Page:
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Stanfield youth reaches for the stars at Space Camp

Stanfield resident Lilly McClellan was at Oak Island last summer with her family when she witnessed something she’ll never forget.

Like millions of people across the country, she watched in awe as the first private company, SpaceX, launched astronauts into orbit.

Knowing McClellan’s love for all things science, her parents, following the launch, brought to her attention the idea of Space Camp and it immediately piqued her interest.

“I wanted to go really bad,” she said.

The camp is at the U.S. Space & Rocket Center in Huntsville, Alabama, and uses astronaut training techniques to engage young people in real-world applications of STEM subjects. Almost one million trainees have graduated from a Space Camp program since its inception in 1982, according to a press release.

That night, her family booked a slot for a week in August, which coincided with McClellan’s birthday. Unfortunately, due to the spread of COVID-19, the camp would be more limited than usual and so her family took advantage of a discount and rescheduled for June.

Though she had to wait, McClellan, who’s 11 and goes to Gray Stone Day School, could barely contain her excitement. She read several space-related books and even created a chart on her wall, using an expo marker to count down the days until camp began.

After many months of anxiously waiting, her family made the roughly 8-hour trek to the camp in early June. Once there, McClellan became part of the the crew Dorado — named after a loose concentration of galaxies — which consisted of several other 11-year-olds from across the country.

Throughout the week, McClellan and her team took part in several astronaut training techniques using equipment adapted from NASA’s astronaut program, including the Five Degrees of Separation Simulator, the G-Force Accelerator and the Multi-Axis Trainer, and even experienced a simulated spaceflight mission.

“Everything started weighing way more,” she said about the G-Force Accelerator, comparing it to a ride that spins you around at the local fair, “so you couldn’t even lift your arms up when you started going fast enough.”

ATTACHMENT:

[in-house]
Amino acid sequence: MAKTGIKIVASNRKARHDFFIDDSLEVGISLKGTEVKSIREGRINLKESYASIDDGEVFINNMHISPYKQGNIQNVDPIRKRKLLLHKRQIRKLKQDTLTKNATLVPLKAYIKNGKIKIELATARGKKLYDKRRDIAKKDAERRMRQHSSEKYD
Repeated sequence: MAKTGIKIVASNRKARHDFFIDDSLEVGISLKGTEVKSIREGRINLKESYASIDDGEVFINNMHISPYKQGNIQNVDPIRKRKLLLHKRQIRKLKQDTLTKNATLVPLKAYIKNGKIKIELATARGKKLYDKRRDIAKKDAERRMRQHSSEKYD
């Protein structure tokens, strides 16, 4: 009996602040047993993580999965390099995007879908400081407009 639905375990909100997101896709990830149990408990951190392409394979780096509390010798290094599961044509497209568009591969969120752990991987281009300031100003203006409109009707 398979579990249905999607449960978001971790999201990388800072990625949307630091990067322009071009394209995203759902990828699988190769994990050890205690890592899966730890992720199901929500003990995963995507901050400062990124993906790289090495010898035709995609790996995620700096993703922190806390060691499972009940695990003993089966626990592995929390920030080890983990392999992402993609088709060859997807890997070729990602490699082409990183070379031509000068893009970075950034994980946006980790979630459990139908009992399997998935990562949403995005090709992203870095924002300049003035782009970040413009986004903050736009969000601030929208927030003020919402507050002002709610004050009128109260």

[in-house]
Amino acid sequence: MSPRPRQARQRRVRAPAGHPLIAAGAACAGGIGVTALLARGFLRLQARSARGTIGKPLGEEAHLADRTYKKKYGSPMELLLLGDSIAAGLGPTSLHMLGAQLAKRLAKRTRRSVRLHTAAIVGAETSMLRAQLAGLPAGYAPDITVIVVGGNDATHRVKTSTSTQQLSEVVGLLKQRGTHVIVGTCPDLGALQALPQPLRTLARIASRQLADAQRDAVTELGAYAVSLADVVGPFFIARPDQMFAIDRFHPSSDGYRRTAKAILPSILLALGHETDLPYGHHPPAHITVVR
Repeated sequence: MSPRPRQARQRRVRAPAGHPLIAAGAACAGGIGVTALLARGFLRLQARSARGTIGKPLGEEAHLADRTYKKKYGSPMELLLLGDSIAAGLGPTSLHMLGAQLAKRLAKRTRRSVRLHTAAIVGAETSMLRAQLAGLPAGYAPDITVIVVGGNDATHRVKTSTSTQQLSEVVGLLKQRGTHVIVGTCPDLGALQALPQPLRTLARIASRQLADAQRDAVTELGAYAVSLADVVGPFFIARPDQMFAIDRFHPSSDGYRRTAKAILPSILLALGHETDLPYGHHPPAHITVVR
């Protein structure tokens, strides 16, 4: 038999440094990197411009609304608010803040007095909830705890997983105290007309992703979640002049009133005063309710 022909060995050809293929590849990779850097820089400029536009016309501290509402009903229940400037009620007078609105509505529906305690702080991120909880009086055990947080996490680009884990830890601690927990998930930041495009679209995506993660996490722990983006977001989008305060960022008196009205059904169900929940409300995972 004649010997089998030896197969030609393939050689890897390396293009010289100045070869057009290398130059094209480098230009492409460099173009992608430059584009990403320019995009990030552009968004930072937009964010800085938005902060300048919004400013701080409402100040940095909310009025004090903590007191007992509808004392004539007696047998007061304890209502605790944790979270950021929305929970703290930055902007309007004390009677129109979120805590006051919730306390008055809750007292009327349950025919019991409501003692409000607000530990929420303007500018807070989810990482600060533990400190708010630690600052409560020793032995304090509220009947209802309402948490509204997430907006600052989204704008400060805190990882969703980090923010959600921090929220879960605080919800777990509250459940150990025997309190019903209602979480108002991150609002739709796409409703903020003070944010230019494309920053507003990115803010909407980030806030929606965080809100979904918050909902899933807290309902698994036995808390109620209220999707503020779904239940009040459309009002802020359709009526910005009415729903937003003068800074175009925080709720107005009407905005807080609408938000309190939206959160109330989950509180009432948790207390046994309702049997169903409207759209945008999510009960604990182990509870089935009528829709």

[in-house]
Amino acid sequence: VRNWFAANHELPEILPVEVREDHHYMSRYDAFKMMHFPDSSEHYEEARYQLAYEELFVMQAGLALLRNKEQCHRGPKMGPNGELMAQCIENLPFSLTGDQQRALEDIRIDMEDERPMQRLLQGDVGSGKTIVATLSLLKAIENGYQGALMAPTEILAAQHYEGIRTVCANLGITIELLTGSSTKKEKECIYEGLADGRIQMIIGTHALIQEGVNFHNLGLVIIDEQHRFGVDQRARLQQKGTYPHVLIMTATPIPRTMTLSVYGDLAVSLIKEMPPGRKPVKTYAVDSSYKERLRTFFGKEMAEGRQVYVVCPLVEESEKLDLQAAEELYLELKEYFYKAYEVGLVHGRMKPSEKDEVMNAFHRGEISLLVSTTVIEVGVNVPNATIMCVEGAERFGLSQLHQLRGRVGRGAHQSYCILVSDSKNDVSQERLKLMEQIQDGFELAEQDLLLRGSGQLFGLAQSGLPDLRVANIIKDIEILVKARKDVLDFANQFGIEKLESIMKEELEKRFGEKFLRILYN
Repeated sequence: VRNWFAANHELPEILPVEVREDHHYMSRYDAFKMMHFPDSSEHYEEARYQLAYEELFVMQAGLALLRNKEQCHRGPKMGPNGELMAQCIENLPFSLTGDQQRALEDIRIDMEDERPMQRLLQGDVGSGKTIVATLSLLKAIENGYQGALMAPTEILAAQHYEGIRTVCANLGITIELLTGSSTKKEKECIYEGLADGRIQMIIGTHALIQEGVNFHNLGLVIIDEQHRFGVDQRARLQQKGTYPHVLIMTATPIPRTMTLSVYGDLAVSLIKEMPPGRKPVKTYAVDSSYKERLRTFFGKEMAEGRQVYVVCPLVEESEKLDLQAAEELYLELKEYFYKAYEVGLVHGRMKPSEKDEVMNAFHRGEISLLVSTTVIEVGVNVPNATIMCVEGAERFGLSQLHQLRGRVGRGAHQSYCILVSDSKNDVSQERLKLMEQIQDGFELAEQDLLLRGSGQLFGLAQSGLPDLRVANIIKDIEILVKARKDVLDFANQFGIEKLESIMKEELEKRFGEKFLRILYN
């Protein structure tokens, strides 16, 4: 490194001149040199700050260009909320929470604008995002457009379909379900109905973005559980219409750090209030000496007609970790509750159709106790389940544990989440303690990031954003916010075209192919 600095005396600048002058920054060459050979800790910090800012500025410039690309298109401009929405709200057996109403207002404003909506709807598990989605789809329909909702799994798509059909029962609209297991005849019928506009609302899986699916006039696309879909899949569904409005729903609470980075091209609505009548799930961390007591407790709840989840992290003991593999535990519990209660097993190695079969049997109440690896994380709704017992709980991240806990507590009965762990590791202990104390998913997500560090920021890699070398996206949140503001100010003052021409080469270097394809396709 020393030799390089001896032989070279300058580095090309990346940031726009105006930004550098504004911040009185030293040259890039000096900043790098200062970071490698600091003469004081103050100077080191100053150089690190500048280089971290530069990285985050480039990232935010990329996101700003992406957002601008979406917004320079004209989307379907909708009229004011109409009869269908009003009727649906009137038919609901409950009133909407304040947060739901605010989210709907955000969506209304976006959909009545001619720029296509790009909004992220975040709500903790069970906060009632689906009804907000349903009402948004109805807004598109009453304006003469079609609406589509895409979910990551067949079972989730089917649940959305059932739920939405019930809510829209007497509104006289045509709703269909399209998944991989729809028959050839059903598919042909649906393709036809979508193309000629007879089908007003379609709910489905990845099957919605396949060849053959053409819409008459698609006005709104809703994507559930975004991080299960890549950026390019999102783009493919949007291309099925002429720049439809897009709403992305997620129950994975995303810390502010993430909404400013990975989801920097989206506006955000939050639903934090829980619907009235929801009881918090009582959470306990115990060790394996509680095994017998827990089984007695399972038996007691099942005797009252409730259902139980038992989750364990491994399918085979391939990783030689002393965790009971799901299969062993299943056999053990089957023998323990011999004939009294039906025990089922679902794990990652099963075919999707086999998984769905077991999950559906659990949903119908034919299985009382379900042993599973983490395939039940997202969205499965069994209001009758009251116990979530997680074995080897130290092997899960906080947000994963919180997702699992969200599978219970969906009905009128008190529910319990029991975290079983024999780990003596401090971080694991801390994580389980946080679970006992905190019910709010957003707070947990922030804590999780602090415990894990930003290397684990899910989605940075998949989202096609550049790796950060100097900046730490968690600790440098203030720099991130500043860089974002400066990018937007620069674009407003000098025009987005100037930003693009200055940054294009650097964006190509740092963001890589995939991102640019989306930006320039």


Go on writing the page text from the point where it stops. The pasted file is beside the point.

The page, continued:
While taking part in the Multi-Axis Trainer, campers were asked questions while spinning out of control to test how disoriented they would get.

Lilly McClellan on the Multi-Axis Trainer. Photo courtesy of Rachel McClellan.

For the simulated mission, McClellan played the role of a mission specialist and, among other things, she was selected to take part in the 1/6th Gravity Chair simulator, which gave her the sensation of what it feels like to walk on the moon. She also worked with her teammates to attach a solar panel to a base on the moon and helped facilitate a successful splashdown back on Earth.

Lilly McClellan in her space suit helps to install a solar panel on the moon. Photo courtesy of Rachel McClellan.

McClellan also learned about early rocketry history and several of NASA’s spaceflight programs including Project Mercury and Project Gemini.

She was given an authentic space flight suit at the beginning of the camp. Since she had no easy place to store it, she simply wore the suit each day.

“I was the only kid that was able to wear it the whole time because it’s so hot,” she said, noting she plans to wear it at home once it gets colder.

During her week at the camp, she bonded with several girls in her group. They all exchanged numbers “and we text each other like all the time now,” she said.

Upon graduation, McClellan got to spend a day at the U.S. Space & Rocket Center with her family.

“That was really neat because she was able to be our own little tour guide,” said her mom Rachel McClellan.

Ultimately, the experience exceeded even McClellan’s high expectations.

“It was all I could have thought of and more,” she said, noting she’s open to the idea of going back to Space Camp to take part in the Space Academy program, for kids ages 12 to 14. She even took home several “Space Camp” T-shirts, which she’s been wearing virtually every day since camp ended.

McClellan said she is not aware of other kids from Stanly who have gone to Space Camp.

She said she would eventually like to work for NASA as either a rocket scientist, astrophysicist or an astronaut. After experiencing a realistic simulation, McClellan said she would love to walk on the moon one day.

“I felt like when I would go to Space Camp, it would help me make a decision on what I wanted to do, but it kind of just made me more interested in all of them,” she said.

For McClellan, the sky is clearly not the limit.

About Chris Miller

Chris Miller has been with the SNAP since January 2019. He is a graduate of NC State and received his Master's in Journalism from the University of Maryland. He previously wrote for the Capital News Service in Annapolis, where many of his stories on immigration and culture were published in national papers via the AP wire.

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